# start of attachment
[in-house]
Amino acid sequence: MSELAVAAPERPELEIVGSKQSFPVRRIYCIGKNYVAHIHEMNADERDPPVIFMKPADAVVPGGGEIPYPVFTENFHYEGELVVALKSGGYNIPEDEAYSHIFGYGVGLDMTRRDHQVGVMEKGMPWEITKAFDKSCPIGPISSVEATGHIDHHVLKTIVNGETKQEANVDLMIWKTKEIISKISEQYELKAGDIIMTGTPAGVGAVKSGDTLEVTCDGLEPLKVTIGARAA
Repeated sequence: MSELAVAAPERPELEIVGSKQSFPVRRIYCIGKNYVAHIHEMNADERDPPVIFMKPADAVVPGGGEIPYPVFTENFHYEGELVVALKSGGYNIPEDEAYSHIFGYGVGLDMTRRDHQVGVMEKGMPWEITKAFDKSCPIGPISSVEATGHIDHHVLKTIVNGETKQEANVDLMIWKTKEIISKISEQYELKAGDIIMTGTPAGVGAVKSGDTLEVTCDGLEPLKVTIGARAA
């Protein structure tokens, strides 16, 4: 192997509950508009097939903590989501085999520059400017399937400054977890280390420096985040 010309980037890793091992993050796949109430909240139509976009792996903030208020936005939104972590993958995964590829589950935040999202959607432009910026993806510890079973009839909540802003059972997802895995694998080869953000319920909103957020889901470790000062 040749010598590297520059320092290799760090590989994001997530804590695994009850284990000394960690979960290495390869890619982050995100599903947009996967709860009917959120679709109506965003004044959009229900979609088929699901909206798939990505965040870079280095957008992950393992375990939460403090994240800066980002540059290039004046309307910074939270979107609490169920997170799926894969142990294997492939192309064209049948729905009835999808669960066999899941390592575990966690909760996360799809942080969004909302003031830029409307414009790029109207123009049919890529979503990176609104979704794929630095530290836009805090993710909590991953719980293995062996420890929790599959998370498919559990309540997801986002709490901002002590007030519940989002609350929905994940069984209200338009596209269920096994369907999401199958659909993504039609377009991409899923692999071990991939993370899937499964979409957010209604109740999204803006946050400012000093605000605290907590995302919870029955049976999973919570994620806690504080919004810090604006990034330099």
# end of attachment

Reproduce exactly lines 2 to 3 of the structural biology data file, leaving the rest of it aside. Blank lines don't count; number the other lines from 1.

Amino acid sequence: MSELAVAAPERPELEIVGSKQSFPVRRIYCIGKNYVAHIHEMNADERDPPVIFMKPADAVVPGGGEIPYPVFTENFHYEGELVVALKSGGYNIPEDEAYSHIFGYGVGLDMTRRDHQVGVMEKGMPWEITKAFDKSCPIGPISSVEATGHIDHHVLKTIVNGETKQEANVDLMIWKTKEIISKISEQYELKAGDIIMTGTPAGVGAVKSGDTLEVTCDGLEPLKVTIGARAA
Repeated sequence: MSELAVAAPERPELEIVGSKQSFPVRRIYCIGKNYVAHIHEMNADERDPPVIFMKPADAVVPGGGEIPYPVFTENFHYEGELVVALKSGGYNIPEDEAYSHIFGYGVGLDMTRRDHQVGVMEKGMPWEITKAFDKSCPIGPISSVEATGHIDHHVLKTIVNGETKQEANVDLMIWKTKEIISKISEQYELKAGDIIMTGTPAGVGAVKSGDTLEVTCDGLEPLKVTIGARAA